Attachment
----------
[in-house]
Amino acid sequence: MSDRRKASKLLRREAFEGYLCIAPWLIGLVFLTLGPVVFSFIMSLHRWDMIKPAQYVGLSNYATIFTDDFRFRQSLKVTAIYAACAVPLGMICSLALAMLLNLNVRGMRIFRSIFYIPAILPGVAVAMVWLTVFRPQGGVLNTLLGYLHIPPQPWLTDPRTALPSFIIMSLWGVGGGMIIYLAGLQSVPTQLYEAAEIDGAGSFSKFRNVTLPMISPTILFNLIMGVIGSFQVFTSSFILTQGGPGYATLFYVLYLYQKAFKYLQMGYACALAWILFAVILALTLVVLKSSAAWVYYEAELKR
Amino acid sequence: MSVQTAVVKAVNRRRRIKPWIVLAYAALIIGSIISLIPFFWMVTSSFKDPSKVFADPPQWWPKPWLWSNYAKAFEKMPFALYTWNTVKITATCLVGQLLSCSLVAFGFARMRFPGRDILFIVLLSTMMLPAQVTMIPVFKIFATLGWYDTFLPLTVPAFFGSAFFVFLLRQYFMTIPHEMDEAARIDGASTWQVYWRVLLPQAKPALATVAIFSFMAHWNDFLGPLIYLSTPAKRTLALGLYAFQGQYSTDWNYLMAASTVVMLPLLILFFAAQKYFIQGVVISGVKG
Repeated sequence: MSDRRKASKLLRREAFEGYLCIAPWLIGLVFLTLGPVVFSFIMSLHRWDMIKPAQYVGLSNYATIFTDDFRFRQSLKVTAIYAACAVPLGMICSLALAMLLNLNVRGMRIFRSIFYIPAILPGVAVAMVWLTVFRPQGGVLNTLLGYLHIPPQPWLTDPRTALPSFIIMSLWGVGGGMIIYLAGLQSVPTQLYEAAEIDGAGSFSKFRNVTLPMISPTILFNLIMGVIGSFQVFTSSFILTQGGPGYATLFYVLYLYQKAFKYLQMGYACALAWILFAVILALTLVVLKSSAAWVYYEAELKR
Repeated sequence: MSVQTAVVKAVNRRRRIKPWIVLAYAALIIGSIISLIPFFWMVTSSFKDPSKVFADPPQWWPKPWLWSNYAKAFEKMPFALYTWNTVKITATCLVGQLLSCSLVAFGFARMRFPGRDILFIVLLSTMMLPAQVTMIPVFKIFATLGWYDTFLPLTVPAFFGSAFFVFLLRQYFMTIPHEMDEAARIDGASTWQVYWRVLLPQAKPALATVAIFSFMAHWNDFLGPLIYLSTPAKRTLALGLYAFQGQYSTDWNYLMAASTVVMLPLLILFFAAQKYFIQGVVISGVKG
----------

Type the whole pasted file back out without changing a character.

[in-house]
Amino acid sequence: MSDRRKASKLLRREAFEGYLCIAPWLIGLVFLTLGPVVFSFIMSLHRWDMIKPAQYVGLSNYATIFTDDFRFRQSLKVTAIYAACAVPLGMICSLALAMLLNLNVRGMRIFRSIFYIPAILPGVAVAMVWLTVFRPQGGVLNTLLGYLHIPPQPWLTDPRTALPSFIIMSLWGVGGGMIIYLAGLQSVPTQLYEAAEIDGAGSFSKFRNVTLPMISPTILFNLIMGVIGSFQVFTSSFILTQGGPGYATLFYVLYLYQKAFKYLQMGYACALAWILFAVILALTLVVLKSSAAWVYYEAELKR
Amino acid sequence: MSVQTAVVKAVNRRRRIKPWIVLAYAALIIGSIISLIPFFWMVTSSFKDPSKVFADPPQWWPKPWLWSNYAKAFEKMPFALYTWNTVKITATCLVGQLLSCSLVAFGFARMRFPGRDILFIVLLSTMMLPAQVTMIPVFKIFATLGWYDTFLPLTVPAFFGSAFFVFLLRQYFMTIPHEMDEAARIDGASTWQVYWRVLLPQAKPALATVAIFSFMAHWNDFLGPLIYLSTPAKRTLALGLYAFQGQYSTDWNYLMAASTVVMLPLLILFFAAQKYFIQGVVISGVKG
Repeated sequence: MSDRRKASKLLRREAFEGYLCIAPWLIGLVFLTLGPVVFSFIMSLHRWDMIKPAQYVGLSNYATIFTDDFRFRQSLKVTAIYAACAVPLGMICSLALAMLLNLNVRGMRIFRSIFYIPAILPGVAVAMVWLTVFRPQGGVLNTLLGYLHIPPQPWLTDPRTALPSFIIMSLWGVGGGMIIYLAGLQSVPTQLYEAAEIDGAGSFSKFRNVTLPMISPTILFNLIMGVIGSFQVFTSSFILTQGGPGYATLFYVLYLYQKAFKYLQMGYACALAWILFAVILALTLVVLKSSAAWVYYEAELKR
Repeated sequence: MSVQTAVVKAVNRRRRIKPWIVLAYAALIIGSIISLIPFFWMVTSSFKDPSKVFADPPQWWPKPWLWSNYAKAFEKMPFALYTWNTVKITATCLVGQLLSCSLVAFGFARMRFPGRDILFIVLLSTMMLPAQVTMIPVFKIFATLGWYDTFLPLTVPAFFGSAFFVFLLRQYFMTIPHEMDEAARIDGASTWQVYWRVLLPQAKPALATVAIFSFMAHWNDFLGPLIYLSTPAKRTLALGLYAFQGQYSTDWNYLMAASTVVMLPLLILFFAAQKYFIQGVVISGVKG